In the last couple of years I’ve become totally turned off by the whole organisation of the place. I think I’m spoilt by spending so much time playing in the Bellagio and, (don’t laugh), at the Vic, where, say what you like about the place, they really know how to run a poker tournament.

On Tuesday I thought I’d give Luton another chance. The whole operation has moved down the road and become a "G" Casino with an enormous new card room. The monkey Double Chance Freezeout should get 180 players and I could do with the thirty grand. Double Chance as a format was invented by Roy Houghton at the time of the original Poker Million. He felt that the top American pros they wanted to attract might be put off by flying 8000 miles and going out on the first hand. In Luton, the people have travelled from Watford, Harpenden and Milton Keynes, there is also the odd intrepid cockney; we may not need a second chance. With 5000 chips for each "life", and a stupid stipulation that you couldn’t take the second lot until you lost half or more of your first, it just slowed proceedings down. The other thing that slows things down is the lack of an ante. An insistence that "we never have an ante in Luton" doesn’t seem a good enough reason to make all their competitions especially suitable for total rocks. At 11.30pm my ‘phone rang. I told the excited other party that I was still in. I’d survived with an average stack. I didn’t like to mention that after four hours only ten people were out. If it ran to plan then around forty people would be still playing at 5.30am. They would then come back at 2pm on Wednesday when over half of them would be eliminated with no prize money, while eight lucky people would play for another five hours to get a little less than their buy-in back. Why on earth did I come here?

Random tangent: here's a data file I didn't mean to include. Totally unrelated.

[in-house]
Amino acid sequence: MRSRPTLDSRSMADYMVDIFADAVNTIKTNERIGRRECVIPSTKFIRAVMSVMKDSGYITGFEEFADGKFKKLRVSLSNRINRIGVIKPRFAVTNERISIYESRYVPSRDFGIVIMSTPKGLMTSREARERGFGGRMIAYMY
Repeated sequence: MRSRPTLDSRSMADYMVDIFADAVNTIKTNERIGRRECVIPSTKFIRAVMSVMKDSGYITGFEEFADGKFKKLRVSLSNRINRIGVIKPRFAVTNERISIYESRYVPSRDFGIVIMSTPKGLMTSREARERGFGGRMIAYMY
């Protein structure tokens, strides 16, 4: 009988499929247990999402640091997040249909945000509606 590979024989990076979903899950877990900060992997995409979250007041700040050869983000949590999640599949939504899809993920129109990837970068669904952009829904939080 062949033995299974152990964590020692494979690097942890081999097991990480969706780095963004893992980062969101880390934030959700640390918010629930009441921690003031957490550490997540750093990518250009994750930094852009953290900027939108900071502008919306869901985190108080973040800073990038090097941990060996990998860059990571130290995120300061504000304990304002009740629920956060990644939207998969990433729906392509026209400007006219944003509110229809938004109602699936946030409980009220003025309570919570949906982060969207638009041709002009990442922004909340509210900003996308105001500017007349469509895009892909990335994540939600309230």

Eventually I found a way to get knocked out, pausing only to flop set-under-set in the cash game, before moodily heading home.

By Thursday I was back. The Grosvenor Poker Tour gives us a big field, a proper structure and a decent first prize with added money. It’s also a freeroll for me thanks to those lovely people at

In Newcastle I had a table full of familiar old faces and in Luton I surpassed that. Mick "The Clock" recently lost the record (to JJ Liu) as person who’s knocked me out of most poker tournaments. He’s still a pretty close second though, and he’s a tricky bloke to share the blinds with. While my other neighbour Michael Arnold slept through two of the first three hours, I was able to get some side bets on the tournament with Mick’s neighbour Dave Colclough.

The buffet was actually quite good and was probably the high spot of the trip. By 9.30pm I’d played for less than five hours and not won a pot. I hadn’t even seen a pair. I had a rush of cards immediately afterwards (a pair of deuces, a pair of nines and AhQh) and soon went out. The total number of hands I won in the Newcastle and Luton legs of the tour was three.

At least I wouldn’t have to spend any more time in Luton. I was delighted to follow the progress of some good friends going deep in the event. Nik Persaud has suffered cruel luck and gone deep in two legs of the tour already. This one wasn’t any better for him but I certainly will be happy to bet on him again, and I hope he comes to the next leg. Adam Stoneham has been getting the lot in tournaments lately, but after the luck he got in this one he told me he was never playing one of these stupid things again. We’ll see him in the West Country. I also know that the Vinson clan will be travelling on mass, as they can stay with their auntie. She’ll be pleased.

Even without the percentage I’d be delighted for my old mate Warren though. Obviously I’d have loved to have seen him lift the trophy, but I think he won the plaudits for his aggressive play in the final and got a great result which he really deserves.

He’s also got me right out of it.

Neil "Bad Beat" Channing will next month head to Plymouth where hopefully a smaller field might mean he can finally win one of these damned things. He’ll be supported by